3.3 It is further submitted by learned Senior Advocate appearing for the appellant that High Court has not properly appreciated the fact that in fact out of total sale consideration of Rs.56,000/-, Rs.40,000/- was already paid and only a balance of Rs.16,000/- was left to be paid, which as such was to be paid at the time of execution of the sale deed, even as admitted by the vendor in the document at Annexure P3. It is submitted that therefore it cannot be said that the plaintiff was not ready and willing to perform his part of the contract.

3.4 It is further submitted that even assuming for the sake of arguments that the pleadings are not as per prescribed form, the same does not render the suit not maintainable in view of the law laid down by this Court in the case of Syed Dastagir Vs. T.R. Gopalakrishna Setty reported in (1999) 6 SCC 337.

3.5 It is further submitted that as such the question of readiness was very much pleaded and demonstrated by the necessary averments in the plaint. It is submitted that the finding by the High Court that the plaintiff has only stated about his readiness and not expressed his willingness to perform his obligation is fatal and it overlooks the contents of document P3 wherein it was agreed by the vendor to receive balance of Rs.16,000/- at the time of executing sale deed and in the plaint itself there were specific averments that the plaintiff had gone to Sub- Registrar office and asked the vendor to execute the deed but he refused.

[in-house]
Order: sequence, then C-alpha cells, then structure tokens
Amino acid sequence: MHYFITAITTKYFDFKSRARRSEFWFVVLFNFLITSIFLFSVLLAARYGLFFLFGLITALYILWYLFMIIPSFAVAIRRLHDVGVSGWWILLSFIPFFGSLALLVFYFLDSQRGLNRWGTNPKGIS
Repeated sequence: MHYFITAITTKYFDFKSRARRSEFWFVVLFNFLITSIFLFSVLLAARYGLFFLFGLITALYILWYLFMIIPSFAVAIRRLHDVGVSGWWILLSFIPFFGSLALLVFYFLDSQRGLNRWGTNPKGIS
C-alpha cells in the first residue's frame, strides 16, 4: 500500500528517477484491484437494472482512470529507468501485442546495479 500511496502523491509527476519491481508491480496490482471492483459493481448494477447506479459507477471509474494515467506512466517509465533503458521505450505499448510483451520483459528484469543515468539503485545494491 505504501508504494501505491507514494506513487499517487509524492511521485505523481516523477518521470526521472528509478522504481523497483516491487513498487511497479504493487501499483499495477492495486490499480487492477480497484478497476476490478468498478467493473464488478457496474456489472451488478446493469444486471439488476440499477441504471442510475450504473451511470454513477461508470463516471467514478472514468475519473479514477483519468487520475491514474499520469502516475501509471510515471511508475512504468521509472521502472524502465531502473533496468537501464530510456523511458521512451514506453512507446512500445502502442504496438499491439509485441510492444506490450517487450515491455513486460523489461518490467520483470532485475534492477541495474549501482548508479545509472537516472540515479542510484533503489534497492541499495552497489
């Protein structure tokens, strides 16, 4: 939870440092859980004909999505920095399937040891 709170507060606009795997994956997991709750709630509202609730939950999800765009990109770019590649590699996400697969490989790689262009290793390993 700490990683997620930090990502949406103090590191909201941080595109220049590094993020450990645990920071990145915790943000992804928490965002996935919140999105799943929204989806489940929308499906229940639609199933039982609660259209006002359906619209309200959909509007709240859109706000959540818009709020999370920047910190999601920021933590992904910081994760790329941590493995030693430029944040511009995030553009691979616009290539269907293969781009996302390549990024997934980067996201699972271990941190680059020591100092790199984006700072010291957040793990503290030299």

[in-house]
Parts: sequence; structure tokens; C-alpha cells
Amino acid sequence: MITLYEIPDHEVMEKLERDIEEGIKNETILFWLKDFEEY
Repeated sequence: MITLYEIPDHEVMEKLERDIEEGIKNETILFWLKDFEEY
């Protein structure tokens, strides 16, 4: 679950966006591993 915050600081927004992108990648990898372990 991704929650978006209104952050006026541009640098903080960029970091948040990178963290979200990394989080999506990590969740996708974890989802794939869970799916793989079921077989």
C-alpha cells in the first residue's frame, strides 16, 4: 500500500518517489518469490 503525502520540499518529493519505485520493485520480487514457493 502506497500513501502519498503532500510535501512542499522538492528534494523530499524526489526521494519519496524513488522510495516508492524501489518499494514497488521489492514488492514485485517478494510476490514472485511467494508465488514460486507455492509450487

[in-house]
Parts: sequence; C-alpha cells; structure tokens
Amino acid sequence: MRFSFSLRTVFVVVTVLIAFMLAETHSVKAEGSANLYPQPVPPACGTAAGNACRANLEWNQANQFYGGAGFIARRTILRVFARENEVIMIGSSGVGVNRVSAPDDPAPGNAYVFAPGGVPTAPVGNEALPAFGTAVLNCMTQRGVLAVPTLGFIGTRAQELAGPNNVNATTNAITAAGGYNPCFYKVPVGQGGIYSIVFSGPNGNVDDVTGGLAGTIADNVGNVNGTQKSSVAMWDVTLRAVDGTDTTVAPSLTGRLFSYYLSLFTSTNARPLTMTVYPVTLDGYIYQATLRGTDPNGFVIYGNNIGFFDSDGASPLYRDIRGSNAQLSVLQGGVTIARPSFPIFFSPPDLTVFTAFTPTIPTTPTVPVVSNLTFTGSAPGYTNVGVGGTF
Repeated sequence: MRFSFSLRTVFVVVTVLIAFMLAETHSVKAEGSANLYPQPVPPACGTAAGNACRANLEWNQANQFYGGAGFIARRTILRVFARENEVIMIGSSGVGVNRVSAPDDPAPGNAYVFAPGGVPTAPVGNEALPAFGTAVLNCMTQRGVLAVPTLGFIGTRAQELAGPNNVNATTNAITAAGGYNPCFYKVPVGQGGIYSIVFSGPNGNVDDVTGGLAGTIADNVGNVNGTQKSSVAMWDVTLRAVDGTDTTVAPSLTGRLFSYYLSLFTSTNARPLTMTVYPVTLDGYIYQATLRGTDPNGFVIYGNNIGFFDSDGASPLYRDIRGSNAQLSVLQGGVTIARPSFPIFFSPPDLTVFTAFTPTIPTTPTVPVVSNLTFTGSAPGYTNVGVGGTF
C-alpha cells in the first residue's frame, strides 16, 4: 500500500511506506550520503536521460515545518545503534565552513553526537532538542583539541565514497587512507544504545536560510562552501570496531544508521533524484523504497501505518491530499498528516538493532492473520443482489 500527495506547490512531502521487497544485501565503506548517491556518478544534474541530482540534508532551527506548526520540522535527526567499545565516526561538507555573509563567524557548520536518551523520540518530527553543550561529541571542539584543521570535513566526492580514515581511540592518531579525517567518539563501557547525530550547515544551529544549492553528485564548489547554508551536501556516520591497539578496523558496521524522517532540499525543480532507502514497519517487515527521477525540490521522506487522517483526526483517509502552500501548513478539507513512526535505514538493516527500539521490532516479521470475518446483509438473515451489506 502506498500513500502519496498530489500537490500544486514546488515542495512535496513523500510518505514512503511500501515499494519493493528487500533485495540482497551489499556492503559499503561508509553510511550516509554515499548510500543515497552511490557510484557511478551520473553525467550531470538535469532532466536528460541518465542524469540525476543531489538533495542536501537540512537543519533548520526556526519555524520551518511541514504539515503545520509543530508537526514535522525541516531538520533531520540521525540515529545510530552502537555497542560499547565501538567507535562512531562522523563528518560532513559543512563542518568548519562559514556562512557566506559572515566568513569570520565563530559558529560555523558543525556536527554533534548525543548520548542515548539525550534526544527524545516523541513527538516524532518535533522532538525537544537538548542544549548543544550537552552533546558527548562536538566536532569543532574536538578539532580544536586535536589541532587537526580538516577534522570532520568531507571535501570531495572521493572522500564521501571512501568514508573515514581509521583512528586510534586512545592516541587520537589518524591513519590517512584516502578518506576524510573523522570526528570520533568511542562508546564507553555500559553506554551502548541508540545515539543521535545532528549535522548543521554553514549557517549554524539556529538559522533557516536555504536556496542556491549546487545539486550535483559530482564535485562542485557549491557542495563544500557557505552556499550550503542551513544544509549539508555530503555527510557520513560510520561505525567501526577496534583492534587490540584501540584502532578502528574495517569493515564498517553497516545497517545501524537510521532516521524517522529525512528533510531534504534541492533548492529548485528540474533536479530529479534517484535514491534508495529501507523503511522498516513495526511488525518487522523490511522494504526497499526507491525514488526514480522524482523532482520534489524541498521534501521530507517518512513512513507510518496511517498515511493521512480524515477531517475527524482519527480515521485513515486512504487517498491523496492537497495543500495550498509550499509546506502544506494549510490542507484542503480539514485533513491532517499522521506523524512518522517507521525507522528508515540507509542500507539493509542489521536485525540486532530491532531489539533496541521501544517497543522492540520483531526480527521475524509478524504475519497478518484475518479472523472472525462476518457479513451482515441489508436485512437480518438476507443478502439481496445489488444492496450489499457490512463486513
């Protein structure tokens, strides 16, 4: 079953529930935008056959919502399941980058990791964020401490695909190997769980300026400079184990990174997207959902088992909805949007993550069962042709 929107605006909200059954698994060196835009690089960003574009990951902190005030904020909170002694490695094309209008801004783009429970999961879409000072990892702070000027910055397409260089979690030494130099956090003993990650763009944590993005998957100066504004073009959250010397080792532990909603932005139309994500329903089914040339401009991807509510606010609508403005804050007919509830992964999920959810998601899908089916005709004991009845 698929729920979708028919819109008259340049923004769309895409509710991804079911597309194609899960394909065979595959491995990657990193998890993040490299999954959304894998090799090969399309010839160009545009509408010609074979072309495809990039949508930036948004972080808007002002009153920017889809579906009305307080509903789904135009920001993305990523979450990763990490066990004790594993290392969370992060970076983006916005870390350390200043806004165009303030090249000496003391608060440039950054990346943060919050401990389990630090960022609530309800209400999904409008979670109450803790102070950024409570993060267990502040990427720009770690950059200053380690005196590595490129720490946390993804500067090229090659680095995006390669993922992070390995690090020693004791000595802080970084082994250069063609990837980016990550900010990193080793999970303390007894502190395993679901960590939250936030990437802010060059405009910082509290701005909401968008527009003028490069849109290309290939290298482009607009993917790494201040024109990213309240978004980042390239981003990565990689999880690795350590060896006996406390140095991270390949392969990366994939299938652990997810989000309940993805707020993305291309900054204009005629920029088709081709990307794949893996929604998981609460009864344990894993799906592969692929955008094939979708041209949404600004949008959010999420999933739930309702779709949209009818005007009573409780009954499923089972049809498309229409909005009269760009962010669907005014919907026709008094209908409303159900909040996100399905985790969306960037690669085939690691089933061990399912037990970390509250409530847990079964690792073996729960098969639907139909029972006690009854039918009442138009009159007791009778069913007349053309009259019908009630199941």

3.6 It is further submitted that the High Court has even erred in non-suiting the plaintiff on applicability of proviso to Section 20 of the Act. It is submitted that the High Court has erred in observing that it is not mandatory but discretionary to grant specific relief. It is submitted that the reasoning given by the High Court that even if the agreement to sell is proved and even if the part or major portion of the sale consideration is paid and even if the readiness and willingness is also proved, grant of decree for specific performance is discretionary is unsustainable.

It is submitted that if such an interpretation is accepted, in that case, in no case, the decree for specific performance would be passed. It is submitted that even the discretion not to grant relief cannot be exercised dehors the conduct of the parties. It is submitted that every discretion has to be exercised soundly and reasonably.